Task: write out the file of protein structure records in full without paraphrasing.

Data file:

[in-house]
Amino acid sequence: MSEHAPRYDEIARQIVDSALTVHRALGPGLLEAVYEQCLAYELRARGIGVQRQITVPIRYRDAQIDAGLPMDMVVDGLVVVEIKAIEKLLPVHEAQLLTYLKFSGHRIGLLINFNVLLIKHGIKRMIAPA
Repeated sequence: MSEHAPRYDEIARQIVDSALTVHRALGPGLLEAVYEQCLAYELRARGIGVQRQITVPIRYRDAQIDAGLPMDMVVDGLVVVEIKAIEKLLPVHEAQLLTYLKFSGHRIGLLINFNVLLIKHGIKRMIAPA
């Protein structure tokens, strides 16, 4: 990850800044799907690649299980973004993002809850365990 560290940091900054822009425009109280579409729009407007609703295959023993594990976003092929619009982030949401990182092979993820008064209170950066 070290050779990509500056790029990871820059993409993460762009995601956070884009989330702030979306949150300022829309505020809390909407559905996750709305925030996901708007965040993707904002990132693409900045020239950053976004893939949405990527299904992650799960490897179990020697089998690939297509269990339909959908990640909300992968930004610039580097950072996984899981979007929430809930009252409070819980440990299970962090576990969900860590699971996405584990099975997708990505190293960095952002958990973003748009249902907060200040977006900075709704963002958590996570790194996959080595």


[in-house]
Amino acid sequence: MSEHAPRYDEIARQIVDSALTVHRALGPGLLEAVYEQCLAYELRARGIGVQRQITVPIRYRDAQIDAGLPMDMVVDGLVVVEIKAIEKLLPVHEAQLLTYLKFSGHRIGLLINFNVLLIKHGIKRMIAPA
Repeated sequence: MSEHAPRYDEIARQIVDSALTVHRALGPGLLEAVYEQCLAYELRARGIGVQRQITVPIRYRDAQIDAGLPMDMVVDGLVVVEIKAIEKLLPVHEAQLLTYLKFSGHRIGLLINFNVLLIKHGIKRMIAPA
């Protein structure tokens, strides 16, 4: 990850800044799907690649299980973004993002809850365990 560290940091900054822009425009109280579409729009407007609703295959023993594990976003092929619009982030949401990182092979993820008064209170950066 070290050779990509500056790029990871820059993409993460762009995601956070884009989330702030979306949150300022829309505020809390909407559905996750709305925030996901708007965040993707904002990132693409900045020239950053976004893939949405990527299904992650799960490897179990020697089998690939297509269990339909959908990640909300992968930004610039580097950072996984899981979007929430809930009252409070819980440990299970962090576990969900860590699971996405584990099975997708990505190293960095952002958990973003748009249902907060200040977006900075709704963002958590996570790194996959080595």